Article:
Water Wheeler : Adventurer Plans to Pedal His Way to Australia in a Boat Equipped With a Bicycle Assembly


They’ve done it all. So naturally members of the venerable Adventurers’ Club of Los Angeles figured they’d heard it all.

But that was before Donald Spaulding stood beneath a pair of mounted water buffalo heads at the club’s Lincoln Heights headquarters to tell how he intends to pedal nonstop across the Pacific Ocean.

The 55-year-old shuttle bus driver hopes to shove off for Australia this summer in a 24-foot boat powered by a propeller connected to a bicycle’s chain-and-sprocket assembly.

Never mind that Spaulding has little experience riding a bike. Or that his propeller froze solid the first time it touched the water. Or that his rudder was wrecked on the boat’s maiden voyage, sending it onto rocks and ripping a hole in its inch-thick wood bottom.


He’s committed, Spaulding said, to putting the pedal to the mettle.

For six years he has been building the “Human Powered Yacht California,” as he calls his $30,000 craft. Shaped like a miniature submarine, it can be sealed with him inside during storms.

Lead weight in its keel will right the boat if it rolls over, he said. Inflatable beach balls stuffed into its storage compartments will keep his year’s supply of food from flying out in rough weather.

In fact, Spaulding told Adventurers’ Club members, the boat’s 22 tiny watertight compartments will make it--dare he say it?-- unsinkable.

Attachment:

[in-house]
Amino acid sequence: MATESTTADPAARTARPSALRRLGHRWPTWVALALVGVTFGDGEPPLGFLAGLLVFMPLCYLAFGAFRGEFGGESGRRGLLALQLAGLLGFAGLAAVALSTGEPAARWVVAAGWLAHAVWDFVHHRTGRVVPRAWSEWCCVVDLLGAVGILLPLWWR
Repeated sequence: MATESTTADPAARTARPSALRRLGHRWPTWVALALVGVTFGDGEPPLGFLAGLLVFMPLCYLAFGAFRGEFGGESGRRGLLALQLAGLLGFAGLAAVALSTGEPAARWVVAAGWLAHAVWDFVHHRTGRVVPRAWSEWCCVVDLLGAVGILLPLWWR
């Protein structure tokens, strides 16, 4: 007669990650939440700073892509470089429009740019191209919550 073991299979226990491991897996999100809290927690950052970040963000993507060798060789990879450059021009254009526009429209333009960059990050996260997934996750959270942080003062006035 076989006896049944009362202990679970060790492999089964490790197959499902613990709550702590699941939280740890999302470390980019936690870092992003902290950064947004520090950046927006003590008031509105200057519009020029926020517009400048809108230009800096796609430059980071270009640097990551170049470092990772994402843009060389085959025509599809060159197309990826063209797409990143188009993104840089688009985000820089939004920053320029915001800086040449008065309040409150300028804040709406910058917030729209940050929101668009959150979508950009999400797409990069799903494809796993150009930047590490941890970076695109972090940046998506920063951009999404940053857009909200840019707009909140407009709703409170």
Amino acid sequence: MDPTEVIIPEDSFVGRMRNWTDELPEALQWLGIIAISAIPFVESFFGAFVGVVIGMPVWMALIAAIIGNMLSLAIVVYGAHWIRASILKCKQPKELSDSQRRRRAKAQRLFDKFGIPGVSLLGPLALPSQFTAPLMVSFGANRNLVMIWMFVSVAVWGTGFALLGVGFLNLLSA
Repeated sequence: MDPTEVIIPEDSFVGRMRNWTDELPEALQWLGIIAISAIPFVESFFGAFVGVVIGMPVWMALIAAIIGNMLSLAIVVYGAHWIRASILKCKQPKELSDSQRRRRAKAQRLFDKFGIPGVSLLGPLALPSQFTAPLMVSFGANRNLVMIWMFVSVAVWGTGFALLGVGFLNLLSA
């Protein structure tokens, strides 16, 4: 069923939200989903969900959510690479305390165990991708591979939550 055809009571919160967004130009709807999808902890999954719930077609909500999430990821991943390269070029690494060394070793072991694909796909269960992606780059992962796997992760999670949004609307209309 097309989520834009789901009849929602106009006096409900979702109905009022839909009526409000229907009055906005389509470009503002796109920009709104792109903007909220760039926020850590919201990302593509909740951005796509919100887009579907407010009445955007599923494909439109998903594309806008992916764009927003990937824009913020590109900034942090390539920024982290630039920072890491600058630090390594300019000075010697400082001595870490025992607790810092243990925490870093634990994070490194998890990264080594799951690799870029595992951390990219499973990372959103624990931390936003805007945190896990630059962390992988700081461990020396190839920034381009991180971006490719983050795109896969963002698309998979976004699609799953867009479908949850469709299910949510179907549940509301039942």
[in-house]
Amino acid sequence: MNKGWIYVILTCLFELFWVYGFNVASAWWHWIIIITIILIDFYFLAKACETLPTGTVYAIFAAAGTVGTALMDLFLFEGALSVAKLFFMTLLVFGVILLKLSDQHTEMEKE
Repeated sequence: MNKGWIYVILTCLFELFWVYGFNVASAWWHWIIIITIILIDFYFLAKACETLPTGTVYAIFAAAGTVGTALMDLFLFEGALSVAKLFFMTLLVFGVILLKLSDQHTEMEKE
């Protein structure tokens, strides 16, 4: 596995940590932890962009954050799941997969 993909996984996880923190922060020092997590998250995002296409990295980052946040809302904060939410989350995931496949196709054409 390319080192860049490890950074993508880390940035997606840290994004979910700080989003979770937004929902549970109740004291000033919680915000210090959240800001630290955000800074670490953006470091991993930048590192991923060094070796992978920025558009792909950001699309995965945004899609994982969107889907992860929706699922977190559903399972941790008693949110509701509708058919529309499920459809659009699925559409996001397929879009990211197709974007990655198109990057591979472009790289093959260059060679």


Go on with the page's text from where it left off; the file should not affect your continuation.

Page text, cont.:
“If the Titanic had been built this way, it wouldn’t have gone down,” he said confidently.

Club members exchanged glances. Not only have some of them climbed Mt. Everest to the top of the world, one has dived to the bottom--to the wreck of the Titanic. Three times.

The club was formed in 1922 for “gentlemen adventurers” and has about 200 members.

Visiting explorers regularly beat a path to the club’s door at a onetime Masonic lodge that is decorated with stuffed bears, hand-hewn canoes and flags from dozens of expeditions.

Sir Edmund Hillary, the first man to conquer Everest, addressed club members. So did the wildlife artist who the other day told of his recent trip to Antarctica, where he became “the first person ever to toss a Frisbee” across the ice.

“You mean the first person since 1968,” gently corrected club member London Steverson .

Spaulding’s plans were greeted with plenty of interest. And skepticism.

“When he’s ready to go, if I’m not there he can start without me,” joked Roy Roush, an Indiana Jones-like treasure hunter from Woodland Hills who once fought off pirates on a cave-laced island in the Caribbean.


“It seems to me he isn’t going to have enough power to make much headway. Those waves are going to turn him every which way but loose.”

Spaulding, a Fullerton resident who works at Disneyland, admitted that he will probably be “tossed around like clothes in a washing machine.” But he said he is confident he will survive.

It will take about eight months to pedal the 8,500 miles to Sydney, he said. He’ll pump his legs for an hour, rest 15 minutes and pump for another hour. Once he gets into a rhythm, he expects to pedal at a consistent two knots--about walking speed. He figures winds and currents will help double that speed.